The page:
I was under the impression that stuffed peppers are native to Indian cuisine but was fascinated to find out that this dish has many avatars and is popular in several different global cuisines.
In India, it goes by the name Bharvan Mirch and can be both vegetarian and non-vegetarians depending on the stuffing. In Spanish cuisine, this dish is known as pimientos rellenos and is famous especially in Basque country. The Greeks call it Yemista where the pepper is hollowed out and baked with a stuffing of rice and herbs. Mexican cuisine knows this by the name Chile renello; jalapeno peppers are also commonly used in Mexico with a filling of meat, cheese and spices. The Dolma or Dolmeh of Meditteranean/Middle Eastern cuisine is known to the outside world as stuffed grape leaves but peppers and tomatoes are also used. The list is endless and you will be able to find a recipe for stuffed peppers literally from every part of the world.
I have of course, done an Indian version adapted from a recipe by ‘Chef and her Kitchen’. The flavours are classic Indian with a myriad of spices including amchur (raw mango powder) and ajwain (carrom seeds) which helps to lift all the flavours binding the stuffing together. And every bite into the firm yet succulent peppers results in a burst of spicy goodness.
Stuffed Chilli Peppers
- Assorted sweet chilli peppers – 6
- Potatoes – 2 large boiled and mashed coarsely
- Gram flour/besan – 2 tbsp
- Onion – 1 finely chopped
- Coriander leaves – ½ cup finely chopped
- Red chilli powder – ½ tsp
- Garam masala – ¼ tsp
- Coriander powder – ½ tsp
- Amchur/dry mango powder – ½ tsp
- Lemon juice – 1 tsp
- Fennel/saunf powder – ¼ tsp
- Cumin/jeera powder – ¼ tsp
- Ajwain/carrom seeds – ½ tsp
- Asafetida/hing – a pinch
- Vegetable oil – for shallow frying
- Salt – to taste
- Wash and slit the chillies and remove the veins and seeds inside.
- Bring water to a boil with some salt and add the green chillies and blanch for a minute and drain. If you are not sure of how spicy the chilli pepper is, then blanching is a good way to reduce some heat without losing the flavour. This step also helps the peppers to absorb less oil while shallow frying.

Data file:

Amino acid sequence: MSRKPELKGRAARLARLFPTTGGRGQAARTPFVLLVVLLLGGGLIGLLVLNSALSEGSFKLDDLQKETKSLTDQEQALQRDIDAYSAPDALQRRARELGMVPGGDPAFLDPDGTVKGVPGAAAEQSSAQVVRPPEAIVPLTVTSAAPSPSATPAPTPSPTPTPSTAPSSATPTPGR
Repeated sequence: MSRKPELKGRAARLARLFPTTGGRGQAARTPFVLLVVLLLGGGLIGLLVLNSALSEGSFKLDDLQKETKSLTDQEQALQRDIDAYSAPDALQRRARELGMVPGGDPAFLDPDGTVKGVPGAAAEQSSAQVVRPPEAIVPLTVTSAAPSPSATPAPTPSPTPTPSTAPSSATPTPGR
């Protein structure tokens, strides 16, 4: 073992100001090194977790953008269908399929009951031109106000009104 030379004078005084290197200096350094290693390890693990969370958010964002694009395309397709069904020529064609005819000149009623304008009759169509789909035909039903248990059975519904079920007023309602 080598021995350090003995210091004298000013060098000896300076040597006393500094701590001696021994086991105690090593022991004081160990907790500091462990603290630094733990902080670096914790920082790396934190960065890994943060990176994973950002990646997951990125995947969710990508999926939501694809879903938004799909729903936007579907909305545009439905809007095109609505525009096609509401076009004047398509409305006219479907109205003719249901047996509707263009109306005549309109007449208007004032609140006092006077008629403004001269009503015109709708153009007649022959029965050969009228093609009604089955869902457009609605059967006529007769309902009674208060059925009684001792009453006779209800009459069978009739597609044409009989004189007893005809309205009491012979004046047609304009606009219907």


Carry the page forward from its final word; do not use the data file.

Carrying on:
- Boil the potatoes, peel skin, mash coarsely and keep aside.
- Dry roast saunf in a pan and pound it in a mortar pestle to get a coarse powder.
- In the same pan, dry roast besan/gram flour until the raw smell goes away and gives its aroma and cool it completely.
- Heat a tsp of oil in the same pan and add onions, sauté for a minute to soften. Remove and keep aside. This step is optional but lends extra flavour to the dish.
- In a bowl, mix the onions, mashed potato, roasted besan, salt, spices, chopped coriander, lemon juice and mix thoroughly.
- Fill the chillies with this mixture tightly; it really takes lot of stuffing inside. Wet your hands and press on top of the stuffed mixture, you can even sprinkle few drops of oil on the top of the stuffing in the pepper. This helps in holding the mixture tight without spilling it when frying/roasting it.
- Heat the oil in a tawa and crackle jeera and ajwain and add a pinch of hing. Place these stuffed chillies with the stuffing facing down (always shallow fry the stuffed side first). Let it roast on low flame until it is fried, it takes 6-8 mins approximately, close it with lid while roasting. Now turn and roast on the other side for 3-4 mins.
- Garnish with a dash of yoghurt and coriander leaves.